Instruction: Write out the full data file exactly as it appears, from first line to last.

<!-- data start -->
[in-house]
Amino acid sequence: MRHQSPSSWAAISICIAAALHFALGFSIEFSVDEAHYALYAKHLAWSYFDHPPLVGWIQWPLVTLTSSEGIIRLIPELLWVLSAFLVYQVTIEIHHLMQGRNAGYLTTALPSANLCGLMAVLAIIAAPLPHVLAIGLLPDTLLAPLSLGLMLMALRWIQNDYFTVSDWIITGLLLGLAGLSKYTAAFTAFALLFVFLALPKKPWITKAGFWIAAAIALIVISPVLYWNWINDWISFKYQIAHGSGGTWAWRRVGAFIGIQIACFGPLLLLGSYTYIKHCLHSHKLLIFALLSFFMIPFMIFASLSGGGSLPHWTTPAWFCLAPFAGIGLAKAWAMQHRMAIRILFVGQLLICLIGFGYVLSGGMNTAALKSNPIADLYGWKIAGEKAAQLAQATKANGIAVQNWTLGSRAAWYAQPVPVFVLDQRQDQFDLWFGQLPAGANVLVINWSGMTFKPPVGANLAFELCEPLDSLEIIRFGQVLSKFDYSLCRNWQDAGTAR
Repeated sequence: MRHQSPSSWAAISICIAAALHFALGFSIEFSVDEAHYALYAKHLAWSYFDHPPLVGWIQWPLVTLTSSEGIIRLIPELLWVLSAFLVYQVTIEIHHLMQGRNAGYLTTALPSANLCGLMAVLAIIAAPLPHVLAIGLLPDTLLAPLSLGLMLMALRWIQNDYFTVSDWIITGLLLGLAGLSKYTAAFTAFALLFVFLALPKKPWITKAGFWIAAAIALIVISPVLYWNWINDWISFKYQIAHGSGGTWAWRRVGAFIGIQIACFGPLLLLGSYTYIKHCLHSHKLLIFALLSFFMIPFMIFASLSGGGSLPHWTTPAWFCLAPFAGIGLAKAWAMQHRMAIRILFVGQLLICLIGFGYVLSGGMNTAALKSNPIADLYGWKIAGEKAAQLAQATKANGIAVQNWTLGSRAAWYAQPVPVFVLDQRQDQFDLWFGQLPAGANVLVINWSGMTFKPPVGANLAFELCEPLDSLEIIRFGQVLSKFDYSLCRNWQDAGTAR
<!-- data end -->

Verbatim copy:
[in-house]
Amino acid sequence: MRHQSPSSWAAISICIAAALHFALGFSIEFSVDEAHYALYAKHLAWSYFDHPPLVGWIQWPLVTLTSSEGIIRLIPELLWVLSAFLVYQVTIEIHHLMQGRNAGYLTTALPSANLCGLMAVLAIIAAPLPHVLAIGLLPDTLLAPLSLGLMLMALRWIQNDYFTVSDWIITGLLLGLAGLSKYTAAFTAFALLFVFLALPKKPWITKAGFWIAAAIALIVISPVLYWNWINDWISFKYQIAHGSGGTWAWRRVGAFIGIQIACFGPLLLLGSYTYIKHCLHSHKLLIFALLSFFMIPFMIFASLSGGGSLPHWTTPAWFCLAPFAGIGLAKAWAMQHRMAIRILFVGQLLICLIGFGYVLSGGMNTAALKSNPIADLYGWKIAGEKAAQLAQATKANGIAVQNWTLGSRAAWYAQPVPVFVLDQRQDQFDLWFGQLPAGANVLVINWSGMTFKPPVGANLAFELCEPLDSLEIIRFGQVLSKFDYSLCRNWQDAGTAR
Repeated sequence: MRHQSPSSWAAISICIAAALHFALGFSIEFSVDEAHYALYAKHLAWSYFDHPPLVGWIQWPLVTLTSSEGIIRLIPELLWVLSAFLVYQVTIEIHHLMQGRNAGYLTTALPSANLCGLMAVLAIIAAPLPHVLAIGLLPDTLLAPLSLGLMLMALRWIQNDYFTVSDWIITGLLLGLAGLSKYTAAFTAFALLFVFLALPKKPWITKAGFWIAAAIALIVISPVLYWNWINDWISFKYQIAHGSGGTWAWRRVGAFIGIQIACFGPLLLLGSYTYIKHCLHSHKLLIFALLSFFMIPFMIFASLSGGGSLPHWTTPAWFCLAPFAGIGLAKAWAMQHRMAIRILFVGQLLICLIGFGYVLSGGMNTAALKSNPIADLYGWKIAGEKAAQLAQATKANGIAVQNWTLGSRAAWYAQPVPVFVLDQRQDQFDLWFGQLPAGANVLVINWSGMTFKPPVGANLAFELCEPLDSLEIIRFGQVLSKFDYSLCRNWQDAGTAR